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Non-Euclidean Geometry

By Gabriel Xu, VI Form

Non-Euclidean Geometry

What if math students no longer had to study similar triangles because they simply don’t exist?

What if you could draw as many lines parallel as you want to a given line from only one point?

What if angle-angle-angle was enough to prove congruence of triangles?

Would these changes to our known geometric system finally make it easier, or would they  further contribute to its fascinatingly intricate nature?

Studying Non-Euclidean Geometry aims to answer these questions. (more…)

Math Modeling: Using Math for Flight Path Safety

By Kate Sotir, Cooper Sarafin, Anderson Fan, Shep Green, VI Form and Mo Liu, V Form

Math Modeling: Using Math for Flight Path Safety

Part 1:

The problem at hand is to create a model, a rating system, that would inform potential flyers of the safety of a particular flight. Our solution includes a mathematical equation that gives us a number between 1 and 100, depending on the inputs. Although the values themselves indicate the safety level of flights, we do not want to our audience to read into the numbers: a flight with a safety index of 63 should not be considered a more dangerous flight than a flight with a safety index of 67. Therefore, to make our model directly presentable to our audience, we classified the possible outcomes into ratings. A safety index ranges from 1 to 20 would have a rating of ★, from 20 to 40 would have ★★, 40 to 60 would be ★★★, 60 to  80 ★★★★, and finally, 80 to 100 would have the highest rating of ★★★★★, and flights that fall under this rating would be the safest choice based on our model. (more…)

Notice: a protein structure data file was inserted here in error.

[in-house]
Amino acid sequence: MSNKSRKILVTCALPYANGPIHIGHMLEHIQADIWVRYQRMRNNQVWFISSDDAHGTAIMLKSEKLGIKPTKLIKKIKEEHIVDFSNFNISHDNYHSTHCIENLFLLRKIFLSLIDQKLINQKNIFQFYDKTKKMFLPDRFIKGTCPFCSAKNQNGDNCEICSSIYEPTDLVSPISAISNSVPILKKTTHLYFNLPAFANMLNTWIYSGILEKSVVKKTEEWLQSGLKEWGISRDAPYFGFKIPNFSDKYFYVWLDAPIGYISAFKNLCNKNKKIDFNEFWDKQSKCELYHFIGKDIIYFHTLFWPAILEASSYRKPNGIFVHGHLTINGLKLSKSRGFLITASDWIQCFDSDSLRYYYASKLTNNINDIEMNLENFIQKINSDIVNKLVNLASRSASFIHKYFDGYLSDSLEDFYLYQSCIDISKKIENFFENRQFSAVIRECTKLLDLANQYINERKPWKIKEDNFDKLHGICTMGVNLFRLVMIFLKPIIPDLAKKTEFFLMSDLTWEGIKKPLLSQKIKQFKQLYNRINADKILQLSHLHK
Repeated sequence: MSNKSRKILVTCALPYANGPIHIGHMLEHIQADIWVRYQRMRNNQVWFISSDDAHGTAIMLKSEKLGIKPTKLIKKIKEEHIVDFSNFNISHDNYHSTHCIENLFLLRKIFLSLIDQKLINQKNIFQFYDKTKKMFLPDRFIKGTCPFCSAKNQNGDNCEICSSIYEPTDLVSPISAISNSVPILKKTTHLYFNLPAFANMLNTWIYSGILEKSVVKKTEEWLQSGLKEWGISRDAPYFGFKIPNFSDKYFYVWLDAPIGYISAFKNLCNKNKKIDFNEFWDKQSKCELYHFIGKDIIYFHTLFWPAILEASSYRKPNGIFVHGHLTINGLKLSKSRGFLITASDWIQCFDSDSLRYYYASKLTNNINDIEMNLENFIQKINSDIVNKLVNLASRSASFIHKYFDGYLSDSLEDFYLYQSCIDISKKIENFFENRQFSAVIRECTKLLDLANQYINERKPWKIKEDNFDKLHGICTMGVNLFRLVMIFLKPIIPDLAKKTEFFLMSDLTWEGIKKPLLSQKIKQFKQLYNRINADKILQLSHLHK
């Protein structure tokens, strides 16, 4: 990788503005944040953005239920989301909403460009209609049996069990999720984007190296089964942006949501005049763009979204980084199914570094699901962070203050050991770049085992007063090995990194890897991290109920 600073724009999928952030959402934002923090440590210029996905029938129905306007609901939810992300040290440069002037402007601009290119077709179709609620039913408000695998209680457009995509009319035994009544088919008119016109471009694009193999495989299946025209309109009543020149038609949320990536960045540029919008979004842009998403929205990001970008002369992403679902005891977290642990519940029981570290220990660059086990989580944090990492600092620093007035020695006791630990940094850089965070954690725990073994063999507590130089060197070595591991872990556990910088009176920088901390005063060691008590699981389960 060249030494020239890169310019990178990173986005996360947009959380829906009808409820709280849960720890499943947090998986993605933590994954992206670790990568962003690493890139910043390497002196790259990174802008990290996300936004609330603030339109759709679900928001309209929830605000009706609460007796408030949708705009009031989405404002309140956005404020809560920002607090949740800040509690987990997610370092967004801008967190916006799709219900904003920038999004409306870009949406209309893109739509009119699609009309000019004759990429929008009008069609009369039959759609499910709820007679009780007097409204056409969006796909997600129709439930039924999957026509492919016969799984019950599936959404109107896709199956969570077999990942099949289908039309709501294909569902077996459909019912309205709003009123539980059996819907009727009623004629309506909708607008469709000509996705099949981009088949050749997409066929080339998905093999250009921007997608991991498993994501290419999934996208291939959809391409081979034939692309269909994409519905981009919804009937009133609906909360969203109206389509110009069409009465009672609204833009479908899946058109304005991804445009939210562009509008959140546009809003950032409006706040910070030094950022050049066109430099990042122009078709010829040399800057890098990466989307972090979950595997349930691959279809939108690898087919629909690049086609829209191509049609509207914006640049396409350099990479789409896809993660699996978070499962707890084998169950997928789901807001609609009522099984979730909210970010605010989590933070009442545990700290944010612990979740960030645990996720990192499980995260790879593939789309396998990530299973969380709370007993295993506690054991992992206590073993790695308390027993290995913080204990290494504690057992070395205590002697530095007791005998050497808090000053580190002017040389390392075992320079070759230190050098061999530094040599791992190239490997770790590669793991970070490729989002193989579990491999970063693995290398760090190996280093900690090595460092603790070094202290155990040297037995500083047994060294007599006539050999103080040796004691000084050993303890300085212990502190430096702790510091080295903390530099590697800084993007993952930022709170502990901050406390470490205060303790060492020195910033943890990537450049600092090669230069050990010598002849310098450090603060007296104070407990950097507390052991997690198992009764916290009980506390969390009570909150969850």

Optimism About the Power of the Book

By John Warren, Head of School

Optimism About the Power of the Book

Immediately after learning of our impending grandparenthood, our conversations with daughter-in-law and son, Caitlin and Ethan, turned to books—their recollections of favorite childhood books that had been read to them and that they had read to themselves, and our recollections of favorite books that we had read to Ethan and to our daughter, Amanda. From Ethan and Amanda’s infancy right up through much of elementary school, my wife and I had a nightly ritual of reading to them, and memories of those times are among our happiest. We have been pleased to learn that these memories are among Ethan and Amanda’s happiest, too. (more…)

1-Take Video on Cyanide: The Mystery of the Seven Deaths

By Lindsey Dumond and Sada Nichols-Worley, V Form

1-Take Video on Cyanide: The Mystery of the Seven Deaths (click here)

Editor’s Note: After completing a deep examination of the process of Cellular Respiration, Advanced Biology students were randomly assigned to small groups (2-3) students and tasked with tackling a case study. The case of “The Mystery of the Seven Deaths” examined the true story of cyanide poisoning that occurred in the early 1980s. This case study required students to analyze data, make conclusions, and explain mechanisms of action. The students were then required to present the case to a lay person in 3 minutes through a 1-Take Video. A 1-Take Video is exactly what the name implies: a video shot in 1-take. This entire assignment was completed in an 80-minute block.